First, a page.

Justin Gallo caught seven passes for 96 yards to become Union's all-time leading receiver in the Dutchmen's season-ending 44-36 win over future Liberty League foe Springfield. Gallo finishes his career with 3,288 receiving yards, the most in Union history. Tight end Eric Zavadsky caught three touchdowns for Union, which clinched its 30th non-losing season in the last 31 years. Springfield's Josh Carter concluded a prolific career by rushing for a Springfield record 299 yards in the loss. Carter's career 5,944 yards of total offense breaks the school record of 5,723, held by Chris Sharpe. ... Parker Showers rushed for 125 yards and Craig Needhammer added 114 yards and a touchdown as Lycoming piled up a school-record 616 yards of total offense in a 54-7 win over FDU-Florham. Zach Klinger threw for 198 yards and one score and ran for three touchdowns. ... Nick Bricker, Greg Burns and Michael Lambert each finished with 12 tackles and helped hold Rowan to just 183 total yards of offense in TCNJ's 7-0 win. A blocked punt and a holding call in the end zone resulted in a pair of safeties for the Lions, who also added a field goal to compile their seven points. ... Alex Coviello threw for 164 yards and three touchdowns and added another 135 yards on the ground to lead Merchant Marine to a 31-24 win over RPI, its first win in Troy, N.Y. since 1960. ... Zach Tivald rushed for 184 yards and two touchdowns, while Alex George added 98 yards and two more scores on the ground in Wilkes' 43-34 win over Stevenson. George also passed for 174 yards and two touchdowns. Stevenson quarterback C.J. Hopson was solid as well, passing for 256 yards and three touchdowns and rushing for 118 yards and one score. ... Dawys German rushed for a career-best 233 yards as William Paterson knocked off Western Connecticut 45-19. In the process, German became the Pioneers' first 1,000-yard rusher since 1996. ... Marcus Washington ran for 187 yards and two touchdowns to help St. Lawrence snap a four-game losing streak and beat WPI 21-14. ... Tyrone Nichols rushed for a career-high 193 yards and two touchdowns as Brockport State defeated Morrisville State 35-20. Dylan Umbra added 114 yards and two touchdowns on the ground for Brockport State. Lemar Johnson paced Morrisville's offensive attack with 125 rushing yards and two scores.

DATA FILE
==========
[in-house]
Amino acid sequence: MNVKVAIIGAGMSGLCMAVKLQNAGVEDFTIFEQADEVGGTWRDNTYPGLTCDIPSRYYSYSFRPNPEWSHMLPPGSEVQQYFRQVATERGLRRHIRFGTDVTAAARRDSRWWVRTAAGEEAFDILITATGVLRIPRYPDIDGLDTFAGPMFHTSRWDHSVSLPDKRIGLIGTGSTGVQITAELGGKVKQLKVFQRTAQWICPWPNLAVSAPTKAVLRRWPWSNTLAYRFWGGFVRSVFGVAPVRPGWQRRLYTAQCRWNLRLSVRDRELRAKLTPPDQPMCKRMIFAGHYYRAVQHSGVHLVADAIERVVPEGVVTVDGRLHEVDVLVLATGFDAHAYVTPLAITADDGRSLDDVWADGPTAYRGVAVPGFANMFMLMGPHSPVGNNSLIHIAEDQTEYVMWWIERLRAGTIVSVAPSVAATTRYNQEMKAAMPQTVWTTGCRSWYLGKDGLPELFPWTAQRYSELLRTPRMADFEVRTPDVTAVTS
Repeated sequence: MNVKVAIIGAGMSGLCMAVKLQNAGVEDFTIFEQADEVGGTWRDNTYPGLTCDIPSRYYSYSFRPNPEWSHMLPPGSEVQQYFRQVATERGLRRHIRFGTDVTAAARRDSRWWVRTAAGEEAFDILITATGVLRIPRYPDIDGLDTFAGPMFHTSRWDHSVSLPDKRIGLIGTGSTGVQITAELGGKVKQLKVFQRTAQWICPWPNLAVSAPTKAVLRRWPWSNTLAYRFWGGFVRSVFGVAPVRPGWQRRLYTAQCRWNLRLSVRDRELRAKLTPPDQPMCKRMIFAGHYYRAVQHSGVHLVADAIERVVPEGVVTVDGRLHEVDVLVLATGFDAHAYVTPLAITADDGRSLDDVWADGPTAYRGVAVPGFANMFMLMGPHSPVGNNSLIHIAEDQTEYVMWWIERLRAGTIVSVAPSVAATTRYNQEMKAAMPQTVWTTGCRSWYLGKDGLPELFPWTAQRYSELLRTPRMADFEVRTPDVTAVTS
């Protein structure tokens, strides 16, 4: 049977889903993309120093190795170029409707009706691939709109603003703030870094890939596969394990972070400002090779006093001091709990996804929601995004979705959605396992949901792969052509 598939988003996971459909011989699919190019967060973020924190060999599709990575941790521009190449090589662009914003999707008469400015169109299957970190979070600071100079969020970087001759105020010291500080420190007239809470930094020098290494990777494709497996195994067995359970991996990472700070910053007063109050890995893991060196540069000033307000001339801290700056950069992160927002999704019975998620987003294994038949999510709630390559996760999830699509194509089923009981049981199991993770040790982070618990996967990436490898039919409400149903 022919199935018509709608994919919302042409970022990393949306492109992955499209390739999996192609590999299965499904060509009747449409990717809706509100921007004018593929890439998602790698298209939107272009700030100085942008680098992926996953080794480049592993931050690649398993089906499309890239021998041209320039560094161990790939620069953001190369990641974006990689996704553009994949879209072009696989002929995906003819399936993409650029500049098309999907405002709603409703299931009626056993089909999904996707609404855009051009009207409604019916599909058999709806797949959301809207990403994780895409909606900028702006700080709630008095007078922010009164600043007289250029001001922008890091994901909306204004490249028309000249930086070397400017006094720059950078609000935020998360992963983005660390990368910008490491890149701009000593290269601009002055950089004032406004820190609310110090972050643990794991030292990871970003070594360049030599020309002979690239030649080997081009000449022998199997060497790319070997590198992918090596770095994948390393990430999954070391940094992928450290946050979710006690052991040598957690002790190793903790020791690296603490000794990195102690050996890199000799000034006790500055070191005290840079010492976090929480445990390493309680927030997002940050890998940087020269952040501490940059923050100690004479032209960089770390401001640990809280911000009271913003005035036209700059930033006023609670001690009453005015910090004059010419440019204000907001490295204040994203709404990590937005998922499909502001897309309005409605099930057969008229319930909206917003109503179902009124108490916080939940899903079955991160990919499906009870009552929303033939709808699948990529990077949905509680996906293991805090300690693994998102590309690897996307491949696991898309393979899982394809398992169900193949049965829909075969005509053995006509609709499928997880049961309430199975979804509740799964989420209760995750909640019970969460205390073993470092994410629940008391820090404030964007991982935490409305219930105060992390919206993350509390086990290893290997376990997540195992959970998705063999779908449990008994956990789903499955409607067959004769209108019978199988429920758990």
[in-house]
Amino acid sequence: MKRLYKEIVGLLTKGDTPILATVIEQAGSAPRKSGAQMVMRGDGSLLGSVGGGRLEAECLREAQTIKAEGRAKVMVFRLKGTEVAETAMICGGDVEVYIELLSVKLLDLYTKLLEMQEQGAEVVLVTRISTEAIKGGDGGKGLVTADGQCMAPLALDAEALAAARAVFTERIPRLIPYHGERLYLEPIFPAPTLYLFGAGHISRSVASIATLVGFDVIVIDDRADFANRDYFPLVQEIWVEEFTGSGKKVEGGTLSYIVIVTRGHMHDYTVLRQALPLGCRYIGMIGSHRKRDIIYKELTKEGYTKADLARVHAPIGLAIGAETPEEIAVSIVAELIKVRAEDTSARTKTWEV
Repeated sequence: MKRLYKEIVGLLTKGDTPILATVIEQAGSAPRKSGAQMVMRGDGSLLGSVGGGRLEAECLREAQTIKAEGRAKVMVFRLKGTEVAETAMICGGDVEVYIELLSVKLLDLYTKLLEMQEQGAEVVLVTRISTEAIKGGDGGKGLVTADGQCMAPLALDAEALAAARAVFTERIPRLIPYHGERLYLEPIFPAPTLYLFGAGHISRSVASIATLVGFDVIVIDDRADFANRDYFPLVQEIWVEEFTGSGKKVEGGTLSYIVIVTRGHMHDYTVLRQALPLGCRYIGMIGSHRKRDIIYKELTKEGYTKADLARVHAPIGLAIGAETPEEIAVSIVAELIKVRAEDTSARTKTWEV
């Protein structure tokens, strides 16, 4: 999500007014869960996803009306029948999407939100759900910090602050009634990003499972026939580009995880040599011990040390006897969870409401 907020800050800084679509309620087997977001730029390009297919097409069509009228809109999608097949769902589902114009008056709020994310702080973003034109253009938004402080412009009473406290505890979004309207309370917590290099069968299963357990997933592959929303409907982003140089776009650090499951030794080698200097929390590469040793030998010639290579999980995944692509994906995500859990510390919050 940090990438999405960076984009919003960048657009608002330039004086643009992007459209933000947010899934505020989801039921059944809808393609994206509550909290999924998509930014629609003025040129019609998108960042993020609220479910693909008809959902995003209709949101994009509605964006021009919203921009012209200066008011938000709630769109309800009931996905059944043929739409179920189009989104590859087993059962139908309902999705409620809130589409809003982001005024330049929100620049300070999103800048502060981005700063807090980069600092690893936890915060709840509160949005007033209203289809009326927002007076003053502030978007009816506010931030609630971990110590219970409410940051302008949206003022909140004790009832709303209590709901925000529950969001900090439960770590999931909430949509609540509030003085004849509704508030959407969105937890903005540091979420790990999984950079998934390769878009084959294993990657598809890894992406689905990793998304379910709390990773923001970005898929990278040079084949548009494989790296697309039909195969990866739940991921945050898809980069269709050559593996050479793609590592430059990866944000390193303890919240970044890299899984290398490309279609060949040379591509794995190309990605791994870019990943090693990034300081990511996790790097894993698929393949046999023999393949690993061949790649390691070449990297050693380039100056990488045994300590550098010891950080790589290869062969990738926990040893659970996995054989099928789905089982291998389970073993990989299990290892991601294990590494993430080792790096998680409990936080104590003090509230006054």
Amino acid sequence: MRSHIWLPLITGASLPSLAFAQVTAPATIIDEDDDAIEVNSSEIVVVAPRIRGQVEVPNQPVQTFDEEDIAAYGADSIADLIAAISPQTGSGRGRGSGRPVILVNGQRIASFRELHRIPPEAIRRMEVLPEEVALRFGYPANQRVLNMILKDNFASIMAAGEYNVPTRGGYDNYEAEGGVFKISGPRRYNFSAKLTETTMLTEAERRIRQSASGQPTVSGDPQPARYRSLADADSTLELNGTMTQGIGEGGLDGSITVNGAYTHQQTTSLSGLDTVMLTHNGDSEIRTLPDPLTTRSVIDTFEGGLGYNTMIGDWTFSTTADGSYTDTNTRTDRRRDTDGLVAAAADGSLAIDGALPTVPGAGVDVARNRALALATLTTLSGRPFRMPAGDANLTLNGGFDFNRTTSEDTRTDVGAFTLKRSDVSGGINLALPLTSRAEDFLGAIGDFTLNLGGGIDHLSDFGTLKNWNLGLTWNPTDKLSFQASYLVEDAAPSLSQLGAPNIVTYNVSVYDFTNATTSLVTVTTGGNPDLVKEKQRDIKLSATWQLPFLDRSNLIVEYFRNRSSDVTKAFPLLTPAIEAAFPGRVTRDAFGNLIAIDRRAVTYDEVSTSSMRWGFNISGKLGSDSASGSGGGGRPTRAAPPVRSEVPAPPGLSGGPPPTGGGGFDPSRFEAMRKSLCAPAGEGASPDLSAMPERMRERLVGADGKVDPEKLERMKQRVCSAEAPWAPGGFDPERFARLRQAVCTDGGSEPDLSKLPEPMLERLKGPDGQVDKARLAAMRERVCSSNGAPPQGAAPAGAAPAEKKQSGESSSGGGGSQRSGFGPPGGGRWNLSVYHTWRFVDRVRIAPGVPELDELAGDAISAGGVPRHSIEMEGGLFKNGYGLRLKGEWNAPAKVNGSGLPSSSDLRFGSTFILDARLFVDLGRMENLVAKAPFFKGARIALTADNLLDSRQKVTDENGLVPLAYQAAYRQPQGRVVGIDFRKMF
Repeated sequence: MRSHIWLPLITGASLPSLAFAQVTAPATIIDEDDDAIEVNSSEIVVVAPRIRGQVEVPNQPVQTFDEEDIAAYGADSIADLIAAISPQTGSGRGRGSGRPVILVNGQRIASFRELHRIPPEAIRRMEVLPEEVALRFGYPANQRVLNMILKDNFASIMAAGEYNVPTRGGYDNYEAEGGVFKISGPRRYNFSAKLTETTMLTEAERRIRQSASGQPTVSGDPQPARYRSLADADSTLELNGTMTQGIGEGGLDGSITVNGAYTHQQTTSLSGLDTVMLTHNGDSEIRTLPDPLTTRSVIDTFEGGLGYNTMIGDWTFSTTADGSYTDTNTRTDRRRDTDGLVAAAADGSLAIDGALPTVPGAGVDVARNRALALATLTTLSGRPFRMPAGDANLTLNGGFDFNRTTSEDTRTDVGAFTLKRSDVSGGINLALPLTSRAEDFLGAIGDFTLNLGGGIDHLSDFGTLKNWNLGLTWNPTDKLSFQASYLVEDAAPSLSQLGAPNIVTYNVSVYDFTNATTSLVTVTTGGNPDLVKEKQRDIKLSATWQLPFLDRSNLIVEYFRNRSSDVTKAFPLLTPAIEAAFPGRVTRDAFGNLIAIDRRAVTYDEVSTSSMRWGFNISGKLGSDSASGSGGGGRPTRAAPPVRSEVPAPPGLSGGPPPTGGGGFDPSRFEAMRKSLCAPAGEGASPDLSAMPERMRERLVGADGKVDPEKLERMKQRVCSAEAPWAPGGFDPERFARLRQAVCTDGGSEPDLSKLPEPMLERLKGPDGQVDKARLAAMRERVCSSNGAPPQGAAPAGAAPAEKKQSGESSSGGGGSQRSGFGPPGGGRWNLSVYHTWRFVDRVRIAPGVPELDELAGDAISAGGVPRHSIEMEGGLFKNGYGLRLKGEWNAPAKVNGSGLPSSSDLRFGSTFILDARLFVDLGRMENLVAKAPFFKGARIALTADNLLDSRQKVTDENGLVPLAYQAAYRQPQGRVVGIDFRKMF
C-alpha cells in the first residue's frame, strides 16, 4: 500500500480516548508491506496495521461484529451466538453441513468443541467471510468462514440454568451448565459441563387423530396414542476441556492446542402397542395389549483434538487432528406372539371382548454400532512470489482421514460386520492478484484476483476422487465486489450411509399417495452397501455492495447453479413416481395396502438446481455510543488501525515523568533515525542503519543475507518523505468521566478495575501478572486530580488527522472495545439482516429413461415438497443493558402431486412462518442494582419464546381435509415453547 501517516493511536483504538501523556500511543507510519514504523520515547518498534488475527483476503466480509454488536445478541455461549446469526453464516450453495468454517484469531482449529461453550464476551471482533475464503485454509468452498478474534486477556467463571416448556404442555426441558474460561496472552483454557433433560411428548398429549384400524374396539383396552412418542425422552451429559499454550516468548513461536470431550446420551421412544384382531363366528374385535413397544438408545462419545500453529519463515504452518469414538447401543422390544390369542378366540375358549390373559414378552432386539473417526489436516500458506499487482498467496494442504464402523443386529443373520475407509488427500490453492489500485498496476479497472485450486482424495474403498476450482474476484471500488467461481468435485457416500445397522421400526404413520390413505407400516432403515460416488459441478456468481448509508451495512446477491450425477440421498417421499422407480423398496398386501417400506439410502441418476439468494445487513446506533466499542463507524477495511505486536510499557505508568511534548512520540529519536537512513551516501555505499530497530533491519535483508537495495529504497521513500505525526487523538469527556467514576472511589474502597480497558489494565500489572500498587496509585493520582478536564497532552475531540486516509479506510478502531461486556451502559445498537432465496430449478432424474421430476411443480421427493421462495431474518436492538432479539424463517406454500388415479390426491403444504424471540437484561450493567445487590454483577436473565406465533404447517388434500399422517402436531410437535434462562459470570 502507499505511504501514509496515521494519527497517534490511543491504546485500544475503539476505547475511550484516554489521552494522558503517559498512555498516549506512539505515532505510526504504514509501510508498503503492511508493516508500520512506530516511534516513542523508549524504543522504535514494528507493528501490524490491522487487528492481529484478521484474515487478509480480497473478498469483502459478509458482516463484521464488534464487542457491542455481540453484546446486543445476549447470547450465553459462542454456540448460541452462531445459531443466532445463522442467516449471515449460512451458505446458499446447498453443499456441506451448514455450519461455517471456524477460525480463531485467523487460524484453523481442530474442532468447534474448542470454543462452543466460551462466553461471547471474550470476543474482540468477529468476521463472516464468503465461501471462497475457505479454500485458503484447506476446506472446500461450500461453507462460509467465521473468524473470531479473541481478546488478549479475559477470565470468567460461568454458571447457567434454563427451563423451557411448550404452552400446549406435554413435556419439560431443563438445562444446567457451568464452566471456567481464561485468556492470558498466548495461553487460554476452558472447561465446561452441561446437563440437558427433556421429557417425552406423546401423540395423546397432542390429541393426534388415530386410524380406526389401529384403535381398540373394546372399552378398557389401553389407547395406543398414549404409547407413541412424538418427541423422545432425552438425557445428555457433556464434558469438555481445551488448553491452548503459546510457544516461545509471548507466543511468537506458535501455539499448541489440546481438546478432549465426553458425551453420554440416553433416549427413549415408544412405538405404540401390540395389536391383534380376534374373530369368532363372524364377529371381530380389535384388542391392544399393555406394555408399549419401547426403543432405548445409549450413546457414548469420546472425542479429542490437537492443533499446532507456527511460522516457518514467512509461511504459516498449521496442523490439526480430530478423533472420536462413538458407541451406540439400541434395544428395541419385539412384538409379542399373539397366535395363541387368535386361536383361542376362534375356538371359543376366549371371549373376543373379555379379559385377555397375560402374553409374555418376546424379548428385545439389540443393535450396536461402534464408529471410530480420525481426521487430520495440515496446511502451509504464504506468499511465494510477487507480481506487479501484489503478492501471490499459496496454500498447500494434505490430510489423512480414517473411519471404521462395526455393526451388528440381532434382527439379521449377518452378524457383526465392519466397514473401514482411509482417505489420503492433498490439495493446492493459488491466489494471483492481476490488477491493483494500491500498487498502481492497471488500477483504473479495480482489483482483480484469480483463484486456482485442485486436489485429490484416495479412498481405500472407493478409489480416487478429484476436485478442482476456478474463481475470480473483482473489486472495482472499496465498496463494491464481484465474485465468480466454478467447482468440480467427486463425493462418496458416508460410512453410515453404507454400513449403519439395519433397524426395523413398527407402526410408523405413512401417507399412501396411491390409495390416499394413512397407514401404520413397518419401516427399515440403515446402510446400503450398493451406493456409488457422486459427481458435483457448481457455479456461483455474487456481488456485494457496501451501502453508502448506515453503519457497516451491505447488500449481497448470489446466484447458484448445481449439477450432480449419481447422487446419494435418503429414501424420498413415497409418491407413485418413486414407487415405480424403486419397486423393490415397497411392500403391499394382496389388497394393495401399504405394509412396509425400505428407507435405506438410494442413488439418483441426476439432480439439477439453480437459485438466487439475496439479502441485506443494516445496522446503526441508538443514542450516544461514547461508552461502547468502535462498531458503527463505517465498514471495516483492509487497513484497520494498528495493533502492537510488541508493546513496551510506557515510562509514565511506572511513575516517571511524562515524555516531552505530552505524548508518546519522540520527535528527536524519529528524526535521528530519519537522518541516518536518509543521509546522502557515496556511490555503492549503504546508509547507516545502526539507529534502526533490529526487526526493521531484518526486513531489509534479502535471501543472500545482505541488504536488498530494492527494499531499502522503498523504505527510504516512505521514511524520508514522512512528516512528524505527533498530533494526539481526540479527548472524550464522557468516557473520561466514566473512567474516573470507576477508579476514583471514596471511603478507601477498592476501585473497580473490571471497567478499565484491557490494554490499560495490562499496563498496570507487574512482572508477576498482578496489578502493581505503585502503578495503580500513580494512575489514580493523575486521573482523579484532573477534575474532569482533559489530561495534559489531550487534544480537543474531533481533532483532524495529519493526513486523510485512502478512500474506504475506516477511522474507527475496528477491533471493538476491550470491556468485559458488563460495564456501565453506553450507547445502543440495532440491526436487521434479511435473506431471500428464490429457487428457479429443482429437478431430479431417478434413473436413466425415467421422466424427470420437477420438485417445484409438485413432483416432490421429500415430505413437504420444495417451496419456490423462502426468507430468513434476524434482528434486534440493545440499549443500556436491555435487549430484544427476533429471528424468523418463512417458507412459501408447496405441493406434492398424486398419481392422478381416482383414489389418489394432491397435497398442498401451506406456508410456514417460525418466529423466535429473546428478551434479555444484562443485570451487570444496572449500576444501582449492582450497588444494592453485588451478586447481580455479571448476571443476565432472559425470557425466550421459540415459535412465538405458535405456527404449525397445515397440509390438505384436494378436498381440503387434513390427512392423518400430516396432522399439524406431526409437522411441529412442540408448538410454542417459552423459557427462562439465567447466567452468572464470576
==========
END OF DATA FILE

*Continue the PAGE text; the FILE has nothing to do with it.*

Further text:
Looking ahead
Usually I pick three or four of the most crucial matchups across the East Region to highlight. Let's be fair -- it's playoff time now, all the games are crucial. Here are the five first-round games involving East teams (with assumed bracket seeds for each team):

UW-Whitewater bracket
- No. 6 Christopher Newport (8-2) at No. 3 Kean (9-1), noon, Saturday
- No. 7 Western New England (10-1) at No. 2 Salisbury (9-1), noon, Saturday

Delaware Valley bracket
- No. 8 Norwich (7-3) at No. 1 Delaware Valley (10-0), noon, Saturday
- No. 5 St. John Fisher (8-2) at No. 4 Johns Hopkins (10-0), noon, Saturday

Mary Hardin-Baylor bracket
- No. 7 Hobart (7-1) at No. 2 Wesley (9-1), noon, Saturday

Thank you/contact me
Handling the Around the East column duties this season has been both an honor and a privilege. If you've read the column at any point this season, thank you. If you've emailed me with positive feedback, a critique, or just simply to chat about D-III football, thank you. As I said at the beginning of the season, I believe the Around the Region columns are services to the fans. Enjoy the playoffs and keep in touch. Drop me a line at or send me a tweet (@Andrew_Lovell).